PATTOO WEEK, Part 8: Some Final Thoughts, and Meeting Kris Murray More Than Halfway



PATTOO — the “Protecting Anaheim Taxpayers from Their Own Opinions” Act (known by some ideologues as the “Anaheim Taxpayers Protection Act”) first came to the Anaheim City City Council for its approval on March 3, 2015.  It is a Charter Amendment that would require a 2/3 vote of the Anaheim City Council to place any proposed new, increased, or extended tax on the ballot.  Anaheim’s Council may send it to the citizens for a November 2016 vote.

To follow this, you’ll probably want to read:

  • Cynthia Ward’s original March 9 story on the subject
  • Tuesday’s introductory post for PATTOO WEEK, which sets forth the major ideas for the week
  • Wednesday’s second post — public comments, a bit o’ Murrbottery, and Kring Komedy
  • Thursday’s third post — Vanderbilt and Tait offer some realistic concerns; Murray offers many unrealistic retorts
  • Friday’s fourth post — Getting deeper into the bonds issue; Murray’s in a hurry and has an urgent question
  • Saturday’s fifth post — A holiday weekend digression, mostly about parliamentary procedure; you can skip it
  • Sunday’s sixth post — Murray’s Question; Tait’s Retort; Murray’s Manifesto (Collector’s Edition)
  • Monday’s seventh post — The Council postpones until April 7; Tait asks an easy question that freaks Murray out
  • This post (just to complete the record)
  • Our four-part series from March 8 presenting OJB’s own official unofficial March 3 meeting transcripts:
    Part One — Public Comments
    Part Two — Murray’s Intro, Kring’s Kvetch, and the Vanderbilt-Houston Discussion
    Part Three — Tait & Houston, “Mr. Procedure,” Debbie Moreno, Murray, Brandman
    Part Four — Bonds, 3-2 Measure N Vote, Angry Brandman, Tabling, Tait on JPA Loophole
  • Cynthia Ward’s concluding pre-Council Meeting Post [link to come]

As if we need to repeat it: these aren’t official transcripts; they were the best we could do with our OJB volunteers.


First, the link to Part 6, which includes Murray’s best-ever rendition of “Everything (the Council Majority Has Ever Done) is Awesome!”, was accidentally removed from the site for much of yesterday.  So if you couldn’t get access to it before, please feel welcome to try it again now.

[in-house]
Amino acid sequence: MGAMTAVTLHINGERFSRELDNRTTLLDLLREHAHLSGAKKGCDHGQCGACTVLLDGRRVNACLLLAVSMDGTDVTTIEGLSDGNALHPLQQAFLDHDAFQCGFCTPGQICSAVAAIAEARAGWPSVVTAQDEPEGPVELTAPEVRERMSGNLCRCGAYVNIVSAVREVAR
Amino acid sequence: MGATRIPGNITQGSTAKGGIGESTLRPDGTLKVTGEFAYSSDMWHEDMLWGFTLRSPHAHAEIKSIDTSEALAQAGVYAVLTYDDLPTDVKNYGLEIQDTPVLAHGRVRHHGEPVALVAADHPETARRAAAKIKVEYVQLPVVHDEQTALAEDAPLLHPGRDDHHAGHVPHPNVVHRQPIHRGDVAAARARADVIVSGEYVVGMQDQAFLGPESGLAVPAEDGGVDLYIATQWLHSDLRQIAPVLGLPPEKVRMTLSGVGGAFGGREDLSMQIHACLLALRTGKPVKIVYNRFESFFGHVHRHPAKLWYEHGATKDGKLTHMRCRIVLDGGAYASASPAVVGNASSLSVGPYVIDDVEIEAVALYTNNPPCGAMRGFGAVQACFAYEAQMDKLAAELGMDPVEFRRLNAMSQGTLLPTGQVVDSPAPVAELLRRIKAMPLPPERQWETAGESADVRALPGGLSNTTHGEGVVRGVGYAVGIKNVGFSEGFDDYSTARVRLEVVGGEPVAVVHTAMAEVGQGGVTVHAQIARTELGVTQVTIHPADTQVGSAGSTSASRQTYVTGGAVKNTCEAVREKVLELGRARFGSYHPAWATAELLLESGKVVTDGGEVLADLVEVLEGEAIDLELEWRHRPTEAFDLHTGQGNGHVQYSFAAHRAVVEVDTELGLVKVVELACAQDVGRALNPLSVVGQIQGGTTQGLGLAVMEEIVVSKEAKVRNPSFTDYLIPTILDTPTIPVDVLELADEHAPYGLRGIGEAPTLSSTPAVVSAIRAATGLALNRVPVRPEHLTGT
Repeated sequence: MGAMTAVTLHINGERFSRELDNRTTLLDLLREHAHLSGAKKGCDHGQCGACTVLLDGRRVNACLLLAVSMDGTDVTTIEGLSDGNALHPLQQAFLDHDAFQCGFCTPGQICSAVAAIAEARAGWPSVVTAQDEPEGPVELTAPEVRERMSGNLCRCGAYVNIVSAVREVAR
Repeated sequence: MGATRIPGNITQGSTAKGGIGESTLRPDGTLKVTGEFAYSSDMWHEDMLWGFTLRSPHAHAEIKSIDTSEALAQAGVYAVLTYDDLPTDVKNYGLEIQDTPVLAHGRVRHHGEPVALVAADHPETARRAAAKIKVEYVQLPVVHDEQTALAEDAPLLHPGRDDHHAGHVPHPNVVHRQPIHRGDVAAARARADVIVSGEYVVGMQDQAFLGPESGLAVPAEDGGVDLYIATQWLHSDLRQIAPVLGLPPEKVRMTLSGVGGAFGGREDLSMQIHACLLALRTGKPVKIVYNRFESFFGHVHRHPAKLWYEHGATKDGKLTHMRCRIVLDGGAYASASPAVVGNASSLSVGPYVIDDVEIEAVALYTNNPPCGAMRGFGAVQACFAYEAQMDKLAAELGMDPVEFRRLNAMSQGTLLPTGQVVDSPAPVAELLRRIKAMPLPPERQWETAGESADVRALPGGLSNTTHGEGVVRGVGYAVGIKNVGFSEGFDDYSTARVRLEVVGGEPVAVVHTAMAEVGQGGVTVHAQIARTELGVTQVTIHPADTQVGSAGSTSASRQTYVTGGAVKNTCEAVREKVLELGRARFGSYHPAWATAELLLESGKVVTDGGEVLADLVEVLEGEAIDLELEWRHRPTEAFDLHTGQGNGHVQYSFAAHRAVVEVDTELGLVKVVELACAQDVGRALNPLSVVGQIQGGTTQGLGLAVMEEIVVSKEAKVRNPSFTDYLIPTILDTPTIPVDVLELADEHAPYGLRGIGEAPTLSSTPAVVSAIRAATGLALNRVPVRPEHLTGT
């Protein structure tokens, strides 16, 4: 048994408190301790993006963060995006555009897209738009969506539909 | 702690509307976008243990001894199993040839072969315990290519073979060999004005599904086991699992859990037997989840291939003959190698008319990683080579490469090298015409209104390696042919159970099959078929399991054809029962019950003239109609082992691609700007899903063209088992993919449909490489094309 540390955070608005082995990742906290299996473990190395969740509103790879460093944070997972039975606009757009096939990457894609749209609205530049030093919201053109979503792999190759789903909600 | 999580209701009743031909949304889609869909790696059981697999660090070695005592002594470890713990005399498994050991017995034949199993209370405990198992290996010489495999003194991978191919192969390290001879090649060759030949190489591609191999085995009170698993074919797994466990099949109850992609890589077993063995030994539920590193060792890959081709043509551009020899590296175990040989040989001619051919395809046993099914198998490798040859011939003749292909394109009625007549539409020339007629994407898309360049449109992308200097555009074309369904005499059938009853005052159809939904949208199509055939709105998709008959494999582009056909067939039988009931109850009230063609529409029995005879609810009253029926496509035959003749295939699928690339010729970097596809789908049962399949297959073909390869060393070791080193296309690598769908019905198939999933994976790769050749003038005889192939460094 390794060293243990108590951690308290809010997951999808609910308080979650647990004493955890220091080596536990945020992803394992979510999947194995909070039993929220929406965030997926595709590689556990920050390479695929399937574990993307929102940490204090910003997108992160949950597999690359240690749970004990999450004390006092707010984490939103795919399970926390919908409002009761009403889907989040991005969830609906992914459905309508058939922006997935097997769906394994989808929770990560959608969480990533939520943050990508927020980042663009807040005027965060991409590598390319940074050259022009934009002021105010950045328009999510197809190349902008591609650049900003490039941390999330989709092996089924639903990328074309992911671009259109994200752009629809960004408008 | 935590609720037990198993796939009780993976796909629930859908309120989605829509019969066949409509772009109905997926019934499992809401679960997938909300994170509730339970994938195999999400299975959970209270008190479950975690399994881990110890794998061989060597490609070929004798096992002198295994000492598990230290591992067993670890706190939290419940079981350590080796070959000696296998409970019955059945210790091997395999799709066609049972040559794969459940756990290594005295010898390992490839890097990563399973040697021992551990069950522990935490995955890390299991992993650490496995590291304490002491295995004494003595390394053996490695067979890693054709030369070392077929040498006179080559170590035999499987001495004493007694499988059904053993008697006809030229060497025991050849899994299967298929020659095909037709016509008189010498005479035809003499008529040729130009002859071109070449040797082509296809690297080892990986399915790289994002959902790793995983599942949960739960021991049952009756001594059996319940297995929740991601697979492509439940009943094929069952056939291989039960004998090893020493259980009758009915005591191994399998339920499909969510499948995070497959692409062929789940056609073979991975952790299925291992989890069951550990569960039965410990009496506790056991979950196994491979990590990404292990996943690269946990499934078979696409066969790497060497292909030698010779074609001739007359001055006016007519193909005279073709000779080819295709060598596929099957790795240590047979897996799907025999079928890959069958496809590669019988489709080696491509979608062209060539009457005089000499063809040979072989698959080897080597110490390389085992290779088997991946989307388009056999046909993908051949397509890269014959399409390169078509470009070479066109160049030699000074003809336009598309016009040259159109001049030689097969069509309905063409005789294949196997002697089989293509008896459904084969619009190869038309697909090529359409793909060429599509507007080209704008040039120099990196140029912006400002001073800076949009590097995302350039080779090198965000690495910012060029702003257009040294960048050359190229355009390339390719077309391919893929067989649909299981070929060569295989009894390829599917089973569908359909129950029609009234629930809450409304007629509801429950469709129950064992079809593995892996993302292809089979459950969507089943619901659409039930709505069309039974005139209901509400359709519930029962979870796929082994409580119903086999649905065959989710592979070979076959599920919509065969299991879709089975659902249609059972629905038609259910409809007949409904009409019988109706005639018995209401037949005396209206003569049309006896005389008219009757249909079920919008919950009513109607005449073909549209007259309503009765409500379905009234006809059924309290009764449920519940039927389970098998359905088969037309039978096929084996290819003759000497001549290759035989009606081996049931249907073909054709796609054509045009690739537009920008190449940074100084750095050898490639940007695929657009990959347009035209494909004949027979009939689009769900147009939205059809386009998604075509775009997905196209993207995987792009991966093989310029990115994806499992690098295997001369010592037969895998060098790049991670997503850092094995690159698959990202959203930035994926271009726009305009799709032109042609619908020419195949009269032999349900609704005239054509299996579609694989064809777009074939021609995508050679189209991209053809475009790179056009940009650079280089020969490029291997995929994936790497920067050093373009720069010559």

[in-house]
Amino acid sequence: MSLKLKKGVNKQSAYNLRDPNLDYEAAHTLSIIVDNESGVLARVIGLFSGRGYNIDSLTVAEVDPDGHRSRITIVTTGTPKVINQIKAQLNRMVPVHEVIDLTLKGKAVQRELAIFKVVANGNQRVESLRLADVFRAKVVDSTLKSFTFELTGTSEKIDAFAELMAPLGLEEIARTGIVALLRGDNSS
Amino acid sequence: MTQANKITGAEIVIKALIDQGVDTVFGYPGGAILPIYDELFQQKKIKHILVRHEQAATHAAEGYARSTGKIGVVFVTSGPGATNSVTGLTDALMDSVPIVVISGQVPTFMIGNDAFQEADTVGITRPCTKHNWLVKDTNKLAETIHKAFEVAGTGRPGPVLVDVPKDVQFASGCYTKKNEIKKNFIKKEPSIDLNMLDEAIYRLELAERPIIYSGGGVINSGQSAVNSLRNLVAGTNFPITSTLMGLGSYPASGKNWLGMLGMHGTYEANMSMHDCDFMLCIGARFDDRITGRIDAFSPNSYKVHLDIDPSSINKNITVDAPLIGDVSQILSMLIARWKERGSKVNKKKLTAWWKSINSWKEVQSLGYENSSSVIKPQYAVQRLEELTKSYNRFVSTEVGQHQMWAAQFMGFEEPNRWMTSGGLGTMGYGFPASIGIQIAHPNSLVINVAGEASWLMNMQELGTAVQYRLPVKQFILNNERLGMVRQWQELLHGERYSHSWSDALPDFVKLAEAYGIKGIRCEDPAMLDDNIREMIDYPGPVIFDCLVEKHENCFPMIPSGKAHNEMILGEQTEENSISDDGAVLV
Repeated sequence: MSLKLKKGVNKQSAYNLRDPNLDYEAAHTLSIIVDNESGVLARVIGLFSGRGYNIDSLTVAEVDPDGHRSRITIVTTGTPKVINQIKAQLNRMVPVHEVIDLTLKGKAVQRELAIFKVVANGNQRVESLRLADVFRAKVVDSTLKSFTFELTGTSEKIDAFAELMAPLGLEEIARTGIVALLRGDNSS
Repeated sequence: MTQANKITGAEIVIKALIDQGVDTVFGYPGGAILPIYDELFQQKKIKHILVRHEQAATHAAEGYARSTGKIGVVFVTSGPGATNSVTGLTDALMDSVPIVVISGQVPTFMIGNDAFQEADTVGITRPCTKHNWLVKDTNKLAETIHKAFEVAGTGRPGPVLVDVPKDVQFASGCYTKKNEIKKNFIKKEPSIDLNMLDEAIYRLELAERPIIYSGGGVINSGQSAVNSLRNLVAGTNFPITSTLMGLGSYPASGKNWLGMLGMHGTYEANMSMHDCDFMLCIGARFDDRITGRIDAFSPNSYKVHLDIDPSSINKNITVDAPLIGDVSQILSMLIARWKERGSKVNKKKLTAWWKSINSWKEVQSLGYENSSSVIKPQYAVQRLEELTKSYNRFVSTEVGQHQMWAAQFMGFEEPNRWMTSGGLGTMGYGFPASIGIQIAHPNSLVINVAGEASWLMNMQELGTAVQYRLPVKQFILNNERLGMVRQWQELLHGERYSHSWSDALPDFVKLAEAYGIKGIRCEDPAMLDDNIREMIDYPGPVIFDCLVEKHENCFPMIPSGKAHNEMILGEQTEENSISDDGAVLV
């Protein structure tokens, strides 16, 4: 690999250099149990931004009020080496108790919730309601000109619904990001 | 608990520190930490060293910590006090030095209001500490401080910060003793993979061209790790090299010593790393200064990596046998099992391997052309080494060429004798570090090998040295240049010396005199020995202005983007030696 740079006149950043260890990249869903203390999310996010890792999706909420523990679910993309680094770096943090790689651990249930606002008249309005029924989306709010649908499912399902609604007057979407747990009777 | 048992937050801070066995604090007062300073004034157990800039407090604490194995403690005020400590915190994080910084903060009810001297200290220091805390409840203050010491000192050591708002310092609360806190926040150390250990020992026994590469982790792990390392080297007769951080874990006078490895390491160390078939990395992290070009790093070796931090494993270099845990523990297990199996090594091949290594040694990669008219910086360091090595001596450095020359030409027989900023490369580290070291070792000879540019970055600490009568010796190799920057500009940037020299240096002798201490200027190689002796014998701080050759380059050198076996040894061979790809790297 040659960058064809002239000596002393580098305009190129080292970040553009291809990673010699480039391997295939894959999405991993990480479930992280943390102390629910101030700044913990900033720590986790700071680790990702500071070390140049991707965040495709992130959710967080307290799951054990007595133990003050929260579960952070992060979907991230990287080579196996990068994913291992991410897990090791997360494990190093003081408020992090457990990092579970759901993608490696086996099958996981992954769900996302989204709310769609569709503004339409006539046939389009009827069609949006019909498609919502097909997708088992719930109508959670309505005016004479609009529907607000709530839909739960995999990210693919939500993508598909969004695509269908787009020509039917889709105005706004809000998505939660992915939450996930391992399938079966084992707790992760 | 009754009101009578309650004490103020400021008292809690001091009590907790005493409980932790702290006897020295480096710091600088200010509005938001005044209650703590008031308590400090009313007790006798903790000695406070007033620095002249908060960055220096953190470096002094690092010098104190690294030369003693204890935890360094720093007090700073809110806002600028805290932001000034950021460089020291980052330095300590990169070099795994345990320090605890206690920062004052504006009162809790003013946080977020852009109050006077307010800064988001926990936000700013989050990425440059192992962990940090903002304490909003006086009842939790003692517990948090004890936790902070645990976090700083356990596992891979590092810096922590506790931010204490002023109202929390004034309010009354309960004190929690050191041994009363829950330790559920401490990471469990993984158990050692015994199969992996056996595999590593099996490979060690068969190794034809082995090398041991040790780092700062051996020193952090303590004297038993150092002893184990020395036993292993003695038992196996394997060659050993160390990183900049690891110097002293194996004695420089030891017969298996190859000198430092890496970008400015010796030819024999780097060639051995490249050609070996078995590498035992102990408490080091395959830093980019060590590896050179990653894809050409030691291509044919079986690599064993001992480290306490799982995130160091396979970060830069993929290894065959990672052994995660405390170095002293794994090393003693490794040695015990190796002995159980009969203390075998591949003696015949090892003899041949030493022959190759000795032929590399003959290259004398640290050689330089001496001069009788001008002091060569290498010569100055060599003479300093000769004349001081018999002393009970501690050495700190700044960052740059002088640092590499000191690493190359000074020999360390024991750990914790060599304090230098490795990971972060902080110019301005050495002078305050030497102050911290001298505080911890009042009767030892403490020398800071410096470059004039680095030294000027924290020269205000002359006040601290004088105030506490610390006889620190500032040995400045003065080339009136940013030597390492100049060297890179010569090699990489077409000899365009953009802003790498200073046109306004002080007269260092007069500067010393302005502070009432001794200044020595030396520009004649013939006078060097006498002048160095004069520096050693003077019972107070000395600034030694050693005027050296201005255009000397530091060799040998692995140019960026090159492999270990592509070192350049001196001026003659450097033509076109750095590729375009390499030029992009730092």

Second, Cynthia Ward will have her own separate (and inimitable) commentary on Items 33-35 coming today well in advance of the meeting.  Be sure to read it.

Third, if Treasurer Henry Stern is not there today and ready to testify, City Manager Paul Emery should be given his walking papers.

Fourth, the three Charter Amendments should really all be voted upon at the same time.  If one isn’t ready, the others can easily wait.  But it’s not fair to, say, pass Murray’s in the expectation that they will also pass Tait’s, when the latter promise may come up empty.

Fifth, do you suspect that all of this is partly to keep us from talking about replacing Charles Black with Wylie Aiken (item 36) or the homeless shelter resolution (item 27) or the deal for decommissioning San Onofre (item 32)?  The Aiken issue needs to be taken care of today — but maybe the homeless shelter and decommissioning issues ought to be POSTPONED INDEFINITELY (or even to a date certain) for now.


Despite the fact that, as you can read in Part 7, Kris Murray herself was afraid that bond rating agencies might punish Anaheim if they noticed what its government was trying to do here, I recognize that this proposal might well pass today.  Here’s how we recap things:

  • Tom Tait is a sure “No” (barring perhaps some compromise on packaging this with his own two proposed Charter Amendments)
  • James Vanderbilt asked the great question to which the answer should lead him to vote No, but that doesn’t make his opposition a sure thing
  • Jordan Brandman promised to oppose this, but his BFFs Murray and Carrie Nocella and Curt Pringle have had three weeks to work on him
  • Lucille Kring has looked like a Yes, but she hedged a bit when she asked a good question about whether Anaheim was leading this charge alone
  • Kris Murray is as obvious a “Yes” is as Tait is a No; only some kind of a deal could change her course

Well, as always, I’m here to help people reach compromise.  I was inspired by Murray’s claim that this is not about making a Gate Tax for Dinsey that much closer to impossible, but about her deep love for Prop 13 and the timing of its coming into being just when a gate tax because reasonably impossible is purely coincidental.

Here’s the amendment that could conceivably lead to a 5-0 vote.  (I don’t really like it myself, as I think that government should have access to all of the tools in its toolbox — but I like it a lot better than the version that would close off any possible gate tax ever if Disney held the support of over 1/3 of the Council.)